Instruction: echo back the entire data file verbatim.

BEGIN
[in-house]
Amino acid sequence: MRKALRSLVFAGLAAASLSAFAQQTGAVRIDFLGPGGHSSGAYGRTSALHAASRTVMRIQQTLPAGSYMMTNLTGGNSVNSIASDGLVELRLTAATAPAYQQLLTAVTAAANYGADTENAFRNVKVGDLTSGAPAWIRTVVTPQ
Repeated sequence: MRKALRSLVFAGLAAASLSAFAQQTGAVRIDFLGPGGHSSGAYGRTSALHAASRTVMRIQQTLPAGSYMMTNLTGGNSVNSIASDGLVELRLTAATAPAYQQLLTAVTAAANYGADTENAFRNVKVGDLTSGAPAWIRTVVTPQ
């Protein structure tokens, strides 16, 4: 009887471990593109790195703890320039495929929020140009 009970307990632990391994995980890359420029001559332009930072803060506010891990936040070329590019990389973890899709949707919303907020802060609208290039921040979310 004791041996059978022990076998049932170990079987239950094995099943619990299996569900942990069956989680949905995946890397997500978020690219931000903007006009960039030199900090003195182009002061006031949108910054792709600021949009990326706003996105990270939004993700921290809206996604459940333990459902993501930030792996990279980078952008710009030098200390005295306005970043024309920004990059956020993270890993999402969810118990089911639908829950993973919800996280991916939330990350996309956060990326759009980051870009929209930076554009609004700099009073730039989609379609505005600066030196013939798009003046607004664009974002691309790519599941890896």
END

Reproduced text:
[in-house]
Amino acid sequence: MRKALRSLVFAGLAAASLSAFAQQTGAVRIDFLGPGGHSSGAYGRTSALHAASRTVMRIQQTLPAGSYMMTNLTGGNSVNSIASDGLVELRLTAATAPAYQQLLTAVTAAANYGADTENAFRNVKVGDLTSGAPAWIRTVVTPQ
Repeated sequence: MRKALRSLVFAGLAAASLSAFAQQTGAVRIDFLGPGGHSSGAYGRTSALHAASRTVMRIQQTLPAGSYMMTNLTGGNSVNSIASDGLVELRLTAATAPAYQQLLTAVTAAANYGADTENAFRNVKVGDLTSGAPAWIRTVVTPQ
């Protein structure tokens, strides 16, 4: 009887471990593109790195703890320039495929929020140009 009970307990632990391994995980890359420029001559332009930072803060506010891990936040070329590019990389973890899709949707919303907020802060609208290039921040979310 004791041996059978022990076998049932170990079987239950094995099943619990299996569900942990069956989680949905995946890397997500978020690219931000903007006009960039030199900090003195182009002061006031949108910054792709600021949009990326706003996105990270939004993700921290809206996604459940333990459902993501930030792996990279980078952008710009030098200390005295306005970043024309920004990059956020993270890993999402969810118990089911639908829950993973919800996280991916939330990350996309956060990326759009980051870009929209930076554009609004700099009073730039989609379609505005600066030196013939798009003046607004664009974002691309790519599941890896």